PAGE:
MBA Seeks Meeting With FHFA Over New GSE Pricing Framework
Sends letter to agency director raising concerns about changes, including LLPAs based on debt-to income ratios.
- MBA says the reasons for introducing DTI ratio into the enterprises’ pricing framework remain unclear.
- Says the DTI-ratio LLPA is 'unworkable and should be removed.'
The Mortgage Bankers Association (MBA) has again raised concerns about changes to the single-family pricing framework for Fannie Mae and Freddie Mac that were announced last month by the Federal Housing Finance Agency (FHFA).
In a letter to FHFA Director Sandra Thompson, MBA President Robert Broeksmit reiterated concerns about the announced changes to the government-sponsored enterprises’ (GSEs) loan-level price adjustments (LLPAs), and in particular the addition of an LLPA based on debt-to income ratios (DTI).
The MBA also requested a meeting with Thompson to further discuss the issue.
In the letter, Broeksmit states that the MBA appreciates the FHFA’s “recent efforts to implement a pricing framework that supports” the enterprises’ mission to “facilitate equitable and sustainable access to homeownership” while also strengthening the safety and soundness of the GSEs and improving their capital position.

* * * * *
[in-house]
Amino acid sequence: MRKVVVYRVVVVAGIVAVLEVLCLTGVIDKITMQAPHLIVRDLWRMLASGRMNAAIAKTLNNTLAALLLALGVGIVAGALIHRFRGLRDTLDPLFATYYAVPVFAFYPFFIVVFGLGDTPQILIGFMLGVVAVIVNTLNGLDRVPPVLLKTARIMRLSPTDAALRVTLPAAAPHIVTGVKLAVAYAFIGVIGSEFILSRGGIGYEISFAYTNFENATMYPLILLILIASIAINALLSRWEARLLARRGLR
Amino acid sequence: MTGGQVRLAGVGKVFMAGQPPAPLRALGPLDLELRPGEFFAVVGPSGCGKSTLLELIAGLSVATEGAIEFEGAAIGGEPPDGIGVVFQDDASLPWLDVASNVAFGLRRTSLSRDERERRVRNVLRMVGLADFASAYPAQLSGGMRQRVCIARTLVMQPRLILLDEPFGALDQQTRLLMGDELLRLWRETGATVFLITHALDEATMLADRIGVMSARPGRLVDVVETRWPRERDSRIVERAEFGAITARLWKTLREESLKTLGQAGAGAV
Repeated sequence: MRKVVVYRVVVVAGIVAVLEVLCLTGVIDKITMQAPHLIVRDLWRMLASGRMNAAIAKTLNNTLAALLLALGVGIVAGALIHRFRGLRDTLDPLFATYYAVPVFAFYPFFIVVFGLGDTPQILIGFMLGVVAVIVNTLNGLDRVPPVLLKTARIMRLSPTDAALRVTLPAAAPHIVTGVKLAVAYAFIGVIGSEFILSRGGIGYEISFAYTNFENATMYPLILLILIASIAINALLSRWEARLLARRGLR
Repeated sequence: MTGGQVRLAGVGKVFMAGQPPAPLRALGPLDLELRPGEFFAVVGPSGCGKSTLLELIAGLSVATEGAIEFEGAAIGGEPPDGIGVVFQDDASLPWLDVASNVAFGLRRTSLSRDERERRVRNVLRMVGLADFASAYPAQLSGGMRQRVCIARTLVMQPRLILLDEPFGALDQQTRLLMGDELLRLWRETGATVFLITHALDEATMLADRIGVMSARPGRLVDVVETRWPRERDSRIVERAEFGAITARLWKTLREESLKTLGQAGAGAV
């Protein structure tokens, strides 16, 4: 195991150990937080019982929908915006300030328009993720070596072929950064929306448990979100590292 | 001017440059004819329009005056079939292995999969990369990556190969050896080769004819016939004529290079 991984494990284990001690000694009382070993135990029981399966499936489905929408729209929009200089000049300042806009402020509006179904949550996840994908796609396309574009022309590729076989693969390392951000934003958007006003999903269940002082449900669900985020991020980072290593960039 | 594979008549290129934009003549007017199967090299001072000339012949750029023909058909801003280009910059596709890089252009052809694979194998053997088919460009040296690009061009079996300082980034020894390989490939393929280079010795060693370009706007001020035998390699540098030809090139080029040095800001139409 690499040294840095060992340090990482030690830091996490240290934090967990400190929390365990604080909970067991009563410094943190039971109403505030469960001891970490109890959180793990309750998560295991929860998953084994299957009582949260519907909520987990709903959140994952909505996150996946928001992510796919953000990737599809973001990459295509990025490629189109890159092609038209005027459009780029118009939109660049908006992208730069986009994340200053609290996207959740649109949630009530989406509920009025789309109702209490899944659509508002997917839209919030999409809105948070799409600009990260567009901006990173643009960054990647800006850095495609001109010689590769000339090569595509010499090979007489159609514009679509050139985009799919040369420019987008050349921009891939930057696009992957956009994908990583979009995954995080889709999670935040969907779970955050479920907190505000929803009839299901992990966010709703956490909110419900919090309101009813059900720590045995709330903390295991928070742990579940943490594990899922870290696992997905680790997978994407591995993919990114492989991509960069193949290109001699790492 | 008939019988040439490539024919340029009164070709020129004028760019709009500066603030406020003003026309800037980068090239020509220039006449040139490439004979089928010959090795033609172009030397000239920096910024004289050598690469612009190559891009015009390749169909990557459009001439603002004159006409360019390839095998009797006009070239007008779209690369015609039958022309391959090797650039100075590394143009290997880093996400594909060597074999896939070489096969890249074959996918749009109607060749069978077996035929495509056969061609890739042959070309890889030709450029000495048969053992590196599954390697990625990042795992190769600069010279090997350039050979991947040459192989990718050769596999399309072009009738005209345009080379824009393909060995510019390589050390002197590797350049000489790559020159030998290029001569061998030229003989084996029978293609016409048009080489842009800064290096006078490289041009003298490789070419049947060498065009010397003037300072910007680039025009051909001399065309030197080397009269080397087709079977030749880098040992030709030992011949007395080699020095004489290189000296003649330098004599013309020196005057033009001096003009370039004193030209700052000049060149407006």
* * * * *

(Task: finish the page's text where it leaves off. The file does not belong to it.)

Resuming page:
He also states that the industry is still adjusting to two earlier changes to the pricing framework – increases to LLPAs for certain second homes and high-balance loans, and LLPA waivers for certain first-time homebuyers, Home Ready, and Home Possible loans, HFA Advantage and HFA Preferred loans, and single-family loans supporting the Duty to Serve program.
“Together, those changes significantly rebalanced the LLPA framework toward mission-focused lending,” Broeksmit said.
'Raise Costs For Borrowers'
While clearly supporting the earlier changes, the MBA letter takes issue with the changes announced in January, stating that they will “raise costs for borrowers in the heart of the GSEs’ “traditional market” and impose significant operational challenges for the industry.
“The timing of these changes is especially troubling given current stressed housing market conditions already making affordability a challenge, and the fast-approaching peak homebuying season,” the letter states. “MBA is particularly concerned about the addition of an LLPA for loans with a debt-to-income ratio (DTI) greater than 40%, and recommends removing it from the enterprises’ pricing framework.”
The letter states that the reasons for introducing DTI ratio into the enterprises’ pricing framework remain unclear.
“The general ‘Qualified Mortgage’ definition was revised to exclude DTI ratio, as studies demonstrate that as a standalone measure, DTI ratio is not a strong indicator of a borrower’s ability to repay,” the letter notes. “Further, an LLPA tied to DTI ratio poses a multitude of operational issues and subsequent quality control concerns for lenders.”
According to the MBA, a borrower’s income and expenses can change several times throughout the loan application and underwriting process, “especially considering evolving assumptions concerning the nature of debt and income, and the growth in self-employment, part-time employment, and ‘gig economy’ employment.”